philosophy  science  epistemology  ! 
september 2009 by ap
The Reality Tests | Joshua Roebke @ SEEDMAGAZINE.COM
A team of physicists in Vienna has devised experiments that may answer one of the enduring riddles of science: Do we create the world just by looking at it? […] Zeilinger smiled as he finished: “I throw this out as a challenge to our philosophy friends.”
science  philosophy  physics  quantum-mechanics  ! 
august 2009 by ap
A Bunch of Rocks | xkcd
And in the simulation

Another instant ticks by.
science  philosophy  art  :comic  ! 
july 2009 by ap
Venus Hottentot and the Irony of Science | Sean Carroll @ Cosmic Variance
Saartjie Baartman, an African woman who was brought to Europe in 1810, […] died in Paris in 1815, where she was examined and dissected by naturalist Georges Cuvier, who later wrote articles arguing that the form of her labia was evidence of the primitive sexual appetite of African women. [… This argumentation] is no more sensibly “scientific” than believing that the proportion of women working as professional scientists (at this precise moment in history, in this precise part of the world) is a direct consequence of an underlying distribution of innate talents, unmediated by social factors. But there is no shortage of people who sincerely think that way.
diversity  science  history  society  :quotation  ! 
july 2009 by ap
The Earth – For Physicists | John Baez
If the temperature rises one more degree, the Earth’s temperature will be the hottest it’s been in 1.35 million years, before the current cycle of ice ages began. Where are we headed? Nobody knows. But by understanding the history of the Earth, we will be in a better position to guess.
astronomy  geology  physics  chemistry  history  science  environment  ! 
july 2009 by ap
Brute-Force Engineering and Climate
Ponder the implications when any one of the 38 people on the planet who have $10 billion or more in private assets could try to reverse climate change single-handedly. There’s one more Fermi solution – technological civilizations run afoul of their own technology as the cost of tackling massive projects drops to the point where individuals or small groups can destroy an ecosystem while attempting to fix it.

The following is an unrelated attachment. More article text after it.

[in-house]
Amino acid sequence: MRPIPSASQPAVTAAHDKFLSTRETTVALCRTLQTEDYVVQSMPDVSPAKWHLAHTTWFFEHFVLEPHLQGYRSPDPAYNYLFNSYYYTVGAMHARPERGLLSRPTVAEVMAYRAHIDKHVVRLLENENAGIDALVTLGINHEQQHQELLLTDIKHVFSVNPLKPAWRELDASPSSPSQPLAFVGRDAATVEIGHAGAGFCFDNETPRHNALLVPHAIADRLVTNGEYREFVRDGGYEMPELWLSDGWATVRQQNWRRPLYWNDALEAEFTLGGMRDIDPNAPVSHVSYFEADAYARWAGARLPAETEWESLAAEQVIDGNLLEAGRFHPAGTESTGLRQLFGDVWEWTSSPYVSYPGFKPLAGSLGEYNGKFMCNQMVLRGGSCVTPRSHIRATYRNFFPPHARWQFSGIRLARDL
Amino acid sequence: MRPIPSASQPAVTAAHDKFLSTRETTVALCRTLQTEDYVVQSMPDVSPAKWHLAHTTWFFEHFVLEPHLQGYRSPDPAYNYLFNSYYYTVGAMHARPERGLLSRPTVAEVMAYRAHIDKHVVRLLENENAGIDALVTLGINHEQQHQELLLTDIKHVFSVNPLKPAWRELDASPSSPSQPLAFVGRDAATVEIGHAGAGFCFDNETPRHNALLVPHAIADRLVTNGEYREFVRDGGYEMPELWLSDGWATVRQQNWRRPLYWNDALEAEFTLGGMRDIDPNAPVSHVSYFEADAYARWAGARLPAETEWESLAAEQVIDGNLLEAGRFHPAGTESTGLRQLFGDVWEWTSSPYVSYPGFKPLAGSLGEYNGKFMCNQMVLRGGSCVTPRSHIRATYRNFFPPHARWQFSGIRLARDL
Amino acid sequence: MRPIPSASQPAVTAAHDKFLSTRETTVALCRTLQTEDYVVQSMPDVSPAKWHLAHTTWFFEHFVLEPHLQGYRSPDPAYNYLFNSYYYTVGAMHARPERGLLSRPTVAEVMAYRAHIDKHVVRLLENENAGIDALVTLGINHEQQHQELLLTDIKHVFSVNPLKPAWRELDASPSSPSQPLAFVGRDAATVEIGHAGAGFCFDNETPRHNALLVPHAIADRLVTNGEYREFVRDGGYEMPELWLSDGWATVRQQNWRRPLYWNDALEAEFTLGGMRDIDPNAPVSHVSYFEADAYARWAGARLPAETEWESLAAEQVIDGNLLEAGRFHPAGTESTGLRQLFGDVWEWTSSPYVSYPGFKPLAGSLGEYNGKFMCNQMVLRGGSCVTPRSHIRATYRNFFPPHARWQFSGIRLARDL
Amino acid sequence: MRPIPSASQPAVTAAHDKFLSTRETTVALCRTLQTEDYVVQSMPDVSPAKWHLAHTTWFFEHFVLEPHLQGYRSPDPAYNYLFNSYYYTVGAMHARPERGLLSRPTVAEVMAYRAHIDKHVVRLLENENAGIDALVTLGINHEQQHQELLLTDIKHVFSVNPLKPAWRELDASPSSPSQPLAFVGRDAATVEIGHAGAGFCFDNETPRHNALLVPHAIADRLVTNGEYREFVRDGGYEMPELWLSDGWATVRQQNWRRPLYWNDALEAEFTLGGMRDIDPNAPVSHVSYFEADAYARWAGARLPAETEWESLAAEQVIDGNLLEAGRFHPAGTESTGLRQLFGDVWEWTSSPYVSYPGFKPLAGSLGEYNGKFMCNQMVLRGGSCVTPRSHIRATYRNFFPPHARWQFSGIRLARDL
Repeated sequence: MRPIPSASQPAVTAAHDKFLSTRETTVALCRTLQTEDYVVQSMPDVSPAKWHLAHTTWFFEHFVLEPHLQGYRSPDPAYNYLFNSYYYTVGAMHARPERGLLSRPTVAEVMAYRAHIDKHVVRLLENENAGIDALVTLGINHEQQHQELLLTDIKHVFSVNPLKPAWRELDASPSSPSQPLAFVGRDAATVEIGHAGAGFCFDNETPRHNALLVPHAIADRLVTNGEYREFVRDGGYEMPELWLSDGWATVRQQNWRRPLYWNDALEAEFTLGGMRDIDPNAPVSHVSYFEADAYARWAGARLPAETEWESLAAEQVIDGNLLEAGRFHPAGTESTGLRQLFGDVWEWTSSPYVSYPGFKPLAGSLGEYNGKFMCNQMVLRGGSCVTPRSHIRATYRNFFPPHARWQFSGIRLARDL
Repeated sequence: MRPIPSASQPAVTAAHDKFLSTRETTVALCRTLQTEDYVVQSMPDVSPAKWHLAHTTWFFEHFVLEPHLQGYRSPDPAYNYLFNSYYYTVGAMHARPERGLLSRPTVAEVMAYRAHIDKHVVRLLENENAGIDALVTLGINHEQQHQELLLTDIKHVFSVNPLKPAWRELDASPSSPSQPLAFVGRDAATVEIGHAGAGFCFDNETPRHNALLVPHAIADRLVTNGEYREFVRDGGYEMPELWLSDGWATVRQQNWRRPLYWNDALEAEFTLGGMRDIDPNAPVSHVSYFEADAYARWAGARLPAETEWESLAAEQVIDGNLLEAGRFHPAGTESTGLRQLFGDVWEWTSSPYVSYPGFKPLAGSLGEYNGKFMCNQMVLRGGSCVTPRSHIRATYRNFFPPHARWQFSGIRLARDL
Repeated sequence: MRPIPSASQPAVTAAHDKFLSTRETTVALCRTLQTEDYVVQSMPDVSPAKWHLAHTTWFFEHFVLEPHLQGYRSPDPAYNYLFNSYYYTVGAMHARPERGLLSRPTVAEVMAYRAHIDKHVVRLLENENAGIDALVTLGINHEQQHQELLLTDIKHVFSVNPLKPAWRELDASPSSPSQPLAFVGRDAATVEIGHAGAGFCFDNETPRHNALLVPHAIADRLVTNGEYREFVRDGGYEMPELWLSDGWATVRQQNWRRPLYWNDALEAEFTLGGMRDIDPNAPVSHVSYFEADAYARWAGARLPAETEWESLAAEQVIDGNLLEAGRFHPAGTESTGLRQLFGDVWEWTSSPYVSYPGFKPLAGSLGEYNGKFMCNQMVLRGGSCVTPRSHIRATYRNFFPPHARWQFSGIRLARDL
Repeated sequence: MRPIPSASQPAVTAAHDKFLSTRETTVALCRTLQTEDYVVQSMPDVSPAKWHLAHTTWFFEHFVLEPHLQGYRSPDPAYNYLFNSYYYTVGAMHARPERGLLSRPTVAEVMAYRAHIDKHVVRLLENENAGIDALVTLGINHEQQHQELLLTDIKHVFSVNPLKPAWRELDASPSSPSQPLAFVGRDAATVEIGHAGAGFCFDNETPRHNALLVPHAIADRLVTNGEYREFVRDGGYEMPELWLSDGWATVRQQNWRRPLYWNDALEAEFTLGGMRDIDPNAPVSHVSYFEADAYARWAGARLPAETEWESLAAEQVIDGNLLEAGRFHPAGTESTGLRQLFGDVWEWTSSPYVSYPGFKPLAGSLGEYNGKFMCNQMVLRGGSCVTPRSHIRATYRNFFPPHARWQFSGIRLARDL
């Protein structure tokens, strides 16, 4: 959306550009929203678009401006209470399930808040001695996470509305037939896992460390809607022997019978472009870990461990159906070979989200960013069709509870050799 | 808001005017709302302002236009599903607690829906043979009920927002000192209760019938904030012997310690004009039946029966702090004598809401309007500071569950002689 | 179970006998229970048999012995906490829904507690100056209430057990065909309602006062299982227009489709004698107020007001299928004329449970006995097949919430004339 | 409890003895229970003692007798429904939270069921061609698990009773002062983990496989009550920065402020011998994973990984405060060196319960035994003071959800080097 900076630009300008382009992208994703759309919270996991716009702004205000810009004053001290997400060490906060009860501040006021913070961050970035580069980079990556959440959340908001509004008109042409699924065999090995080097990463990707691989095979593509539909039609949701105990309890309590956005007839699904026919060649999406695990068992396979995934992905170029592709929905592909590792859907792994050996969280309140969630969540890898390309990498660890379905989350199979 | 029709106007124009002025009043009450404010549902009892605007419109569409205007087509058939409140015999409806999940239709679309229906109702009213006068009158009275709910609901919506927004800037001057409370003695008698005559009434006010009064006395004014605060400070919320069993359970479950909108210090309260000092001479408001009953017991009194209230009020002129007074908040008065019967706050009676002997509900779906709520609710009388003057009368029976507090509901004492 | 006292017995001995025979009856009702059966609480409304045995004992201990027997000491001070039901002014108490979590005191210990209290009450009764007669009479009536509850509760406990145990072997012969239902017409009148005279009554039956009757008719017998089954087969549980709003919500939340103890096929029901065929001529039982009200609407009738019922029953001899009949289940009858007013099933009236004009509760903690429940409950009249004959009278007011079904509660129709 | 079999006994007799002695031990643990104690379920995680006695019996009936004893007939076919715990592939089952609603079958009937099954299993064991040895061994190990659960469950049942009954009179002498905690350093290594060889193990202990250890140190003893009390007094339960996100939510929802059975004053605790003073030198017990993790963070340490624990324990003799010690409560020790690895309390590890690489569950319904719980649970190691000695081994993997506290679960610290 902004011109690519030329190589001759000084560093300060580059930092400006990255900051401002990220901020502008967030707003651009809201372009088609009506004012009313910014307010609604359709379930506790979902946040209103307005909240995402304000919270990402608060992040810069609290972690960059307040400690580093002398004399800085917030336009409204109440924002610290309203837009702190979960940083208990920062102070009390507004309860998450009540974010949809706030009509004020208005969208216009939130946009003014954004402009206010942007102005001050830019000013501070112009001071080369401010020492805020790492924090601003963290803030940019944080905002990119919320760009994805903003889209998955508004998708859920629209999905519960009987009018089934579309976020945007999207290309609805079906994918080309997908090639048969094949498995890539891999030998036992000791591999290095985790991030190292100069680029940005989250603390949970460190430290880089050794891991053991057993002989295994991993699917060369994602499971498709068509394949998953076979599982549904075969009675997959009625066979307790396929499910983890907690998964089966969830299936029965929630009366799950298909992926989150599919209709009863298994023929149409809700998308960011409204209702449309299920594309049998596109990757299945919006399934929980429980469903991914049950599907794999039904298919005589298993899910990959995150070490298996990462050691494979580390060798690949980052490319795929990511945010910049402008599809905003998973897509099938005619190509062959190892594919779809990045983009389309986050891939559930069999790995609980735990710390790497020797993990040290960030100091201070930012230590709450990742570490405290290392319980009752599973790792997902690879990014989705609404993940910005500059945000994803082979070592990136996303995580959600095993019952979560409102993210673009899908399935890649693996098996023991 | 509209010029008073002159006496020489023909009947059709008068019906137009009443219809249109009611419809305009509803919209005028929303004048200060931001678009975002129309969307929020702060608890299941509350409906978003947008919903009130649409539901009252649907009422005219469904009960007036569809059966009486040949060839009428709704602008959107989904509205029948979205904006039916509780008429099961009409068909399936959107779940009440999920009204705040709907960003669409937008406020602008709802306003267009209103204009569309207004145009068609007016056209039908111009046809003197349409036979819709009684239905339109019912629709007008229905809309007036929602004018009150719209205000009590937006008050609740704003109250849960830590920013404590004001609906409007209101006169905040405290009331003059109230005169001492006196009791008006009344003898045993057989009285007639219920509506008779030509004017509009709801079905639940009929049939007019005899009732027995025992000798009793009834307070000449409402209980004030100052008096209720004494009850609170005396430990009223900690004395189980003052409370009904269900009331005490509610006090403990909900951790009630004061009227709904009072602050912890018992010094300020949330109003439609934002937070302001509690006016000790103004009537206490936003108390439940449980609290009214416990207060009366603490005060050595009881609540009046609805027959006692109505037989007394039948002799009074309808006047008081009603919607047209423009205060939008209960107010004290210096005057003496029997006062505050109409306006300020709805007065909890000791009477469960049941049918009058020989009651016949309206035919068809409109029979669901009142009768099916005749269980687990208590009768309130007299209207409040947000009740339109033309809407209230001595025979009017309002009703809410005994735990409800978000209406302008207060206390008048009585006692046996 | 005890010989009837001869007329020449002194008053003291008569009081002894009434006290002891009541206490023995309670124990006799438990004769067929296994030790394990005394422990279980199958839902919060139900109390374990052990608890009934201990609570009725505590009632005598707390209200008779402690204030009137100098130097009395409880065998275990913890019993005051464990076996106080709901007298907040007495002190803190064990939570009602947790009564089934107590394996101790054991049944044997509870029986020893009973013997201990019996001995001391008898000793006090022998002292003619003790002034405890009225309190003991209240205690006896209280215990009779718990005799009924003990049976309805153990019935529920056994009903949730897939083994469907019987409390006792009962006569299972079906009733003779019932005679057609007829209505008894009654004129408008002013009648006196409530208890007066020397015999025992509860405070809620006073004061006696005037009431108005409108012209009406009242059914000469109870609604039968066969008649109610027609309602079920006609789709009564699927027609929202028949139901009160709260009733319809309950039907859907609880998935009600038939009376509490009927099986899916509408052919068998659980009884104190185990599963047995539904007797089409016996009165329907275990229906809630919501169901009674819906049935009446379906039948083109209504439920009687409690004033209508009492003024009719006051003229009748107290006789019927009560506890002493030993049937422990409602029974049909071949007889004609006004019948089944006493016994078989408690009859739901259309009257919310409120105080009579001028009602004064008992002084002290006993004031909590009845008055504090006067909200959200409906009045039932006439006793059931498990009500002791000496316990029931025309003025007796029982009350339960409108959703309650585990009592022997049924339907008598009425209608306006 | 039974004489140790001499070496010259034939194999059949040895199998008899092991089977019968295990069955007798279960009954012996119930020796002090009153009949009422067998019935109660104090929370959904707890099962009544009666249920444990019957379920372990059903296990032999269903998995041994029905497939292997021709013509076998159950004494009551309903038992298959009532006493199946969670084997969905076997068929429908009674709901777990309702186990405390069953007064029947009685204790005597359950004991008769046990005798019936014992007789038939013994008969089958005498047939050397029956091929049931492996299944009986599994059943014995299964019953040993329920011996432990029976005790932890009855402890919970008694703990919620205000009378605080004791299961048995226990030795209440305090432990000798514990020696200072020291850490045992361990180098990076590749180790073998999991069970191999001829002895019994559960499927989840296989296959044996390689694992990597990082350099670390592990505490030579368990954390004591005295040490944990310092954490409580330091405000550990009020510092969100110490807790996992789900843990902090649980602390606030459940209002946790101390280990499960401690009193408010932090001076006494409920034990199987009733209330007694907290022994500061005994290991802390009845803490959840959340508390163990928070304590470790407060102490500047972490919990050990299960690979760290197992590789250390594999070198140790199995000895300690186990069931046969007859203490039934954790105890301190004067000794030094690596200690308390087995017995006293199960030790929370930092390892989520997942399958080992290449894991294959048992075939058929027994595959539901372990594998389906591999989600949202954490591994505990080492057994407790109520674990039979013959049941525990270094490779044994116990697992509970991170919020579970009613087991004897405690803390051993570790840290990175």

scary  environment  engineering  science  scale  ! 
july 2009 by ap
VB 10b | Greg Laughlin
VB 10 contains about 78 Jupiter masses, just barely lifting it above the minimum mass required to qualify as a bona-fide hydrogen-burning main sequence star. It’s got roughly ten times the mass and ten times the density of [VB 10b,] its companion. […] The VB 10 system is built to *last*. The primary will enjoy a main-sequence lifetime of close to 10 trillion years, during which time the Milky Way-[Andromeda] merger remnant [galaxy] will become increasingly isolated from all the other mass that makes up the currently observable universe. Tidal evolution will gradually tighten up the orbit of VB 10b, meaning that the [system] will quite possibly survive and harden further during quadrillions of years of encounters with passing degenerates. Barring other catastrophes, gravitational radiation will eventually bring VB 10 and VB 10b together into merger. That shot of good pure hydrogen will revive the dead helium remnant of VB 10, causing it to shine for a further 100 billion years or so.
astronomy  physics  science  scale  :quotation  ! 
july 2009 by ap
Stockholm | Greg Laughlin
The astronomy offices are arrayed along a hallway that curves for nearly a hundred meters along the top floor. Running above the doorways is a continuous printout of the solar spectrum. […] The juxtaposition of the micro and the macro readings is dramatic. The printout also drove home the utterly tiny scale of the Doppler shifts that must be measured in order to detect planets via the radial velocity technique.
physics  astronomy  science  scale  ! 
june 2009 by ap
Glass 99% full | Greg Laughlin
Konstantin and I were amazed to discover that the inner planets can be destabilized within the next 5 billion years by a linear secular resonance that brings Mercury’s orbital precession into sync with Jupiter’s […] The papers from last year did not include the effect of general relativistic precession. […] Ironically, the fact that Mercury’s precession is sped up by General Relativity provides a very significant improvement in the stability of the solar system – “Einstein saves the day.”
physics  astronomy  science  mathematics  ! 
june 2009 by ap
Do Subatomic Particles Have Free Will? | Science News
If you believe in determinism, you have to believe it all the way. No escape possible. Conway and Kochen have shown here in a beautiful way that a half-hearted belief in pseudo-determinism is impossible to sustain.
science  physics  metaphysics  cognition  ! 
june 2009 by ap
A Serendipitous Encounter with Warp Drive | Paul Gilster